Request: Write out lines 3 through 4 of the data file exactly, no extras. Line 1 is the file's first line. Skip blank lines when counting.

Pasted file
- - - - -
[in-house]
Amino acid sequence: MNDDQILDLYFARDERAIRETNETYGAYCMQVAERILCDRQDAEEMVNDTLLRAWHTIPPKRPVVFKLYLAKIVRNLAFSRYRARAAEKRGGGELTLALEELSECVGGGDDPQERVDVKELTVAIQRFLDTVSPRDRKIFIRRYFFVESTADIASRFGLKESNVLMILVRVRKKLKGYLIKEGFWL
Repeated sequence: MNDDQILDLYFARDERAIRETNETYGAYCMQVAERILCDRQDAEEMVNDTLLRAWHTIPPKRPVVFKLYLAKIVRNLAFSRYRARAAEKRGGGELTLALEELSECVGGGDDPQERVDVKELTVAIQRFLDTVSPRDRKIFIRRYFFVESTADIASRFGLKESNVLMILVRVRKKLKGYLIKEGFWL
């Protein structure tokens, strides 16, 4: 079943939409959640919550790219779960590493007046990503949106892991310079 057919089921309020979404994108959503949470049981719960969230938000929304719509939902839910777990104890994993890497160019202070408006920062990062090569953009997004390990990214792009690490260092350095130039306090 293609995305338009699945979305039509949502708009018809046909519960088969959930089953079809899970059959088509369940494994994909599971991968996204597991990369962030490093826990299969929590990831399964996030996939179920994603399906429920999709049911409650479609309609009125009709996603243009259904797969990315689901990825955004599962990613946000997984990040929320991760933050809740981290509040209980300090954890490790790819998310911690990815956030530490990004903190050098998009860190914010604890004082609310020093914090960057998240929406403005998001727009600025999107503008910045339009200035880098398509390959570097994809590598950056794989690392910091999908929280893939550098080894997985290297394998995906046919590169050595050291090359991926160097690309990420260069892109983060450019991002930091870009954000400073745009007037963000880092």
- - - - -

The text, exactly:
Repeated sequence: MNDDQILDLYFARDERAIRETNETYGAYCMQVAERILCDRQDAEEMVNDTLLRAWHTIPPKRPVVFKLYLAKIVRNLAFSRYRARAAEKRGGGELTLALEELSECVGGGDDPQERVDVKELTVAIQRFLDTVSPRDRKIFIRRYFFVESTADIASRFGLKESNVLMILVRVRKKLKGYLIKEGFWL
């Protein structure tokens, strides 16, 4: 079943939409959640919550790219779960590493007046990503949106892991310079 057919089921309020979404994108959503949470049981719960969230938000929304719509939902839910777990104890994993890497160019202070408006920062990062090569953009997004390990990214792009690490260092350095130039306090 293609995305338009699945979305039509949502708009018809046909519960088969959930089953079809899970059959088509369940494994994909599971991968996204597991990369962030490093826990299969929590990831399964996030996939179920994603399906429920999709049911409650479609309609009125009709996603243009259904797969990315689901990825955004599962990613946000997984990040929320991760933050809740981290509040209980300090954890490790790819998310911690990815956030530490990004903190050098998009860190914010604890004082609310020093914090960057998240929406403005998001727009600025999107503008910045339009200035880098398509390959570097994809590598950056794989690392910091999908929280893939550098080894997985290297394998995906046919590169050595050291090359991926160097690309990420260069892109983060450019991002930091870009954000400073745009007037963000880092």